4. When John Betjeman’s Collected Poems came out in 1958 they made publishing history and have since sold over two and a quarter million copies.
    But Betjeman was not only a poet. Through his broadcasting and journalism he opened people’s eyes to the value of the buildings and landscape around them and became Britain’s grand champion of its heritage.
    2006 was his Centenary, and we continue to celebrate his legacy to us.
    He also described himself in Who's Who as a poet and hack...!

    Well...l'm always honest and tell it like it is...But! He did
    nothing for me, l found him all over the place with his poetry,
    a lot of it did'nt make sense...though l've the IQ of a Rocking
    Horse..HeHe! :).
    Give me a good old fashioned nursery rhythm any day...!

    Hookers Green...Who or what is Hookers Green...and what goes on
    there...???
    I Google it....
    "Hooker's green is a dark green color created by mixing Prussian blue and Gamboge. Hooker's green takes its name from botanical artist William Hooker (1779–1832) who first created a special pigment for leaves".
    ~~~So there you are..Weird~~~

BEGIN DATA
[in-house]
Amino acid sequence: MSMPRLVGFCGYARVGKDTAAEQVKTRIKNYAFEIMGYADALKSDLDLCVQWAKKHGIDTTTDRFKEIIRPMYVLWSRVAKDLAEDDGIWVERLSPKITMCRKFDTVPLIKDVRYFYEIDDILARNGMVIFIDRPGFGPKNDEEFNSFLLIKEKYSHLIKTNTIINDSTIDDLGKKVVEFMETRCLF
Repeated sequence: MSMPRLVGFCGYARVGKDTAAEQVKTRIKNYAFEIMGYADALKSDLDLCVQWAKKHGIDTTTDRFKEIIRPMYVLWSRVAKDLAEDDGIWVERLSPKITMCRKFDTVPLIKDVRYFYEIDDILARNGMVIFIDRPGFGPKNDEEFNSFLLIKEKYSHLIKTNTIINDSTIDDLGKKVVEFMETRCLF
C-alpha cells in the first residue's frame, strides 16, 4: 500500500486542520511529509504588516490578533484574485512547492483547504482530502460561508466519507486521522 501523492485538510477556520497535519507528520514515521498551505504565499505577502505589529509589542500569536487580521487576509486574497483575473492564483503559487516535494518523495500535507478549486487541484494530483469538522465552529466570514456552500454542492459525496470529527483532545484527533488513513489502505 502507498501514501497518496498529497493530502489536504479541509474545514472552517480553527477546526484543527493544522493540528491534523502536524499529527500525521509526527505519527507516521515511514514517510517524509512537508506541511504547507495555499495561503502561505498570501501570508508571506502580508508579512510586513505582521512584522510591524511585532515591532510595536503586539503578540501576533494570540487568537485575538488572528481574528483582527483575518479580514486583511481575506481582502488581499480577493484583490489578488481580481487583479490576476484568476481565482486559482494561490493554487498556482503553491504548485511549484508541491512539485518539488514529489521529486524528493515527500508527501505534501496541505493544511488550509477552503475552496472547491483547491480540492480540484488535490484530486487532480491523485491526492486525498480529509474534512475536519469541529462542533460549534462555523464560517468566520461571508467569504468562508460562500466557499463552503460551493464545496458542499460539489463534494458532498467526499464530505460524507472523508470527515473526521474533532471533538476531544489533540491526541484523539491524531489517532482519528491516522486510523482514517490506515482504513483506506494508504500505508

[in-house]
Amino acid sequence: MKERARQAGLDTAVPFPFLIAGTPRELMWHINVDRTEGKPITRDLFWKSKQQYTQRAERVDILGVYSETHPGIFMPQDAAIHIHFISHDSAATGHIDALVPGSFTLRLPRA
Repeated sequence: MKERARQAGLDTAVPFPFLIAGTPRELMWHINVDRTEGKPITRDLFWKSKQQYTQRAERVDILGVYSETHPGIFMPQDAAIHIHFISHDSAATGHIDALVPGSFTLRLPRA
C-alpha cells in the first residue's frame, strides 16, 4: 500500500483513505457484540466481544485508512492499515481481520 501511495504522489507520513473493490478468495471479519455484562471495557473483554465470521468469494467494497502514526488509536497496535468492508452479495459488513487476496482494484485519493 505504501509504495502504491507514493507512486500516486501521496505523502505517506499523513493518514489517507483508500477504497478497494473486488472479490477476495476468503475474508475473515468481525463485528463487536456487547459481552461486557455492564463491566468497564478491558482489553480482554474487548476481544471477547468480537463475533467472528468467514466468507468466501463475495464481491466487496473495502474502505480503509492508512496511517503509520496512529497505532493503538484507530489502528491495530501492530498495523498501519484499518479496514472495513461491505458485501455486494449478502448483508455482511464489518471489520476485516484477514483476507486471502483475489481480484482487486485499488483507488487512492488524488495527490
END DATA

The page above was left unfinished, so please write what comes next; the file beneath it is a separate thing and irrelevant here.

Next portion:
Oh! I do like stained glass though...Lovely..! :0).

    ReplyDelete
    Replies
    1. Hi Willie, I’m surprised this poem does nothing for you, I love it although the Hookers Green reference is a bit of a mystery. I assumed it was somewhere in London but was unable to find such a place.

      Like you, I found the reference to William Hooker or rather to two of them;
      William Jackson Hooker (1785-1865) born in Norwich, the botanist who went on to be the first director of RBG, Kew, and was the father of Joseph Dalton Hooker, and William Hooker (1779-1832) the London-born botanical illustrator who was employed by the Horticultural Society of London to paint images of fruit, and who published ‘Pomona Londinensis’, c.1816. It is after this Hooker that the colour is named.

      Late replying to comments today as we've been out with friends.

      Delete
    2. HeHe! Yes! You are! I was gonna put out
      an APB...A Henstridge Alert...! :0).

      Delete
  5. Love that poem and love that it rhymes. xx

    ReplyDelete
    Replies
    1. I love it too Sue, mostly because it does rhyme. xx

      Delete
  6. Good morning dearest Barbara! The greatest Christmas gift can be unwrapped every day, any season. Thank heavens for this life!

    ReplyDelete
    Replies
    1. You are so, so right Anita. Hugs Barbara

      Delete
  7. Nice poem.
    Old stained glass windows are so cool.

    ReplyDelete
  8. LOVE this! I have a whole collection of John Betjeman (more books never to part with). The pictures you posted to illustrate the poem are just perfect!Thank you for this daily Advent treat, Barbara!

    ReplyDelete
    Replies
    1. Hi Colleen, I’ve heard of John Betjeman of course and have heard snippets of his poetry, but this is the first time I’ve really fallen in love with something he wrote. I’ve only got two or three poetry books on my shelves but feel it is time to gather more! :)

      Delete